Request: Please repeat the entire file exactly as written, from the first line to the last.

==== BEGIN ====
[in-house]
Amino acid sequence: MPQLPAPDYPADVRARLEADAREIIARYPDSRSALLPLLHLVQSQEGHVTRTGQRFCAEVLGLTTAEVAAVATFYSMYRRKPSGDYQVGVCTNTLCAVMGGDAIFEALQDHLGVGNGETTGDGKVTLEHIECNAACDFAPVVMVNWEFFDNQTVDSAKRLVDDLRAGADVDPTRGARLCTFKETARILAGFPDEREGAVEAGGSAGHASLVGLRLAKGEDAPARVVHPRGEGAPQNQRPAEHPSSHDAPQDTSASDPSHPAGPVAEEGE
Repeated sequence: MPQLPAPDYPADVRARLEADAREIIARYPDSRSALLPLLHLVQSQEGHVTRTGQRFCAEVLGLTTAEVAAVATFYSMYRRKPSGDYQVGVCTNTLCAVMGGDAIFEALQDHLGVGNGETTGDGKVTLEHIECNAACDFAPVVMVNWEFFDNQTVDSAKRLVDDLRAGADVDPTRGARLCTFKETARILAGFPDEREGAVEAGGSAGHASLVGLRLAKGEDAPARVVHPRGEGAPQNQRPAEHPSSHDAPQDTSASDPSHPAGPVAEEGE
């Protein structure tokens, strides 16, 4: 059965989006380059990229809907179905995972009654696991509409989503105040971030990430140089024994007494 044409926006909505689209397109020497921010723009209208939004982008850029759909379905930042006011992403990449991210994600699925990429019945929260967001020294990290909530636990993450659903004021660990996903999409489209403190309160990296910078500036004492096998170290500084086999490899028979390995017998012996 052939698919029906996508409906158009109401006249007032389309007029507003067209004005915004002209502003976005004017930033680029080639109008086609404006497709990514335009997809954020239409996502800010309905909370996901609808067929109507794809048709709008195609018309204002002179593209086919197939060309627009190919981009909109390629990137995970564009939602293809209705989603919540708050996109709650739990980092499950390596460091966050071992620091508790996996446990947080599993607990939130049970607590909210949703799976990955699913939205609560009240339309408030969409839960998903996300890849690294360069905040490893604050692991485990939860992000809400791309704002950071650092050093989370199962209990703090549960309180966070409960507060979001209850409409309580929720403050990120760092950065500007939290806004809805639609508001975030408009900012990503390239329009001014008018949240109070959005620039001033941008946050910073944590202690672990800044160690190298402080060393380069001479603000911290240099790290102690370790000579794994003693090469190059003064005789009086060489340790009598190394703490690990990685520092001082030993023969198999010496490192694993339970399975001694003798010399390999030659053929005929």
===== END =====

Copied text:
[in-house]
Amino acid sequence: MPQLPAPDYPADVRARLEADAREIIARYPDSRSALLPLLHLVQSQEGHVTRTGQRFCAEVLGLTTAEVAAVATFYSMYRRKPSGDYQVGVCTNTLCAVMGGDAIFEALQDHLGVGNGETTGDGKVTLEHIECNAACDFAPVVMVNWEFFDNQTVDSAKRLVDDLRAGADVDPTRGARLCTFKETARILAGFPDEREGAVEAGGSAGHASLVGLRLAKGEDAPARVVHPRGEGAPQNQRPAEHPSSHDAPQDTSASDPSHPAGPVAEEGE
Repeated sequence: MPQLPAPDYPADVRARLEADAREIIARYPDSRSALLPLLHLVQSQEGHVTRTGQRFCAEVLGLTTAEVAAVATFYSMYRRKPSGDYQVGVCTNTLCAVMGGDAIFEALQDHLGVGNGETTGDGKVTLEHIECNAACDFAPVVMVNWEFFDNQTVDSAKRLVDDLRAGADVDPTRGARLCTFKETARILAGFPDEREGAVEAGGSAGHASLVGLRLAKGEDAPARVVHPRGEGAPQNQRPAEHPSSHDAPQDTSASDPSHPAGPVAEEGE
């Protein structure tokens, strides 16, 4: 059965989006380059990229809907179905995972009654696991509409989503105040971030990430140089024994007494 044409926006909505689209397109020497921010723009209208939004982008850029759909379905930042006011992403990449991210994600699925990429019945929260967001020294990290909530636990993450659903004021660990996903999409489209403190309160990296910078500036004492096998170290500084086999490899028979390995017998012996 052939698919029906996508409906158009109401006249007032389309007029507003067209004005915004002209502003976005004017930033680029080639109008086609404006497709990514335009997809954020239409996502800010309905909370996901609808067929109507794809048709709008195609018309204002002179593209086919197939060309627009190919981009909109390629990137995970564009939602293809209705989603919540708050996109709650739990980092499950390596460091966050071992620091508790996996446990947080599993607990939130049970607590909210949703799976990955699913939205609560009240339309408030969409839960998903996300890849690294360069905040490893604050692991485990939860992000809400791309704002950071650092050093989370199962209990703090549960309180966070409960507060979001209850409409309580929720403050990120760092950065500007939290806004809805639609508001975030408009900012990503390239329009001014008018949240109070959005620039001033941008946050910073944590202690672990800044160690190298402080060393380069001479603000911290240099790290102690370790000579794994003693090469190059003064005789009086060489340790009598190394703490690990990685520092001082030993023969198999010496490192694993339970399975001694003798010399390999030659053929005929």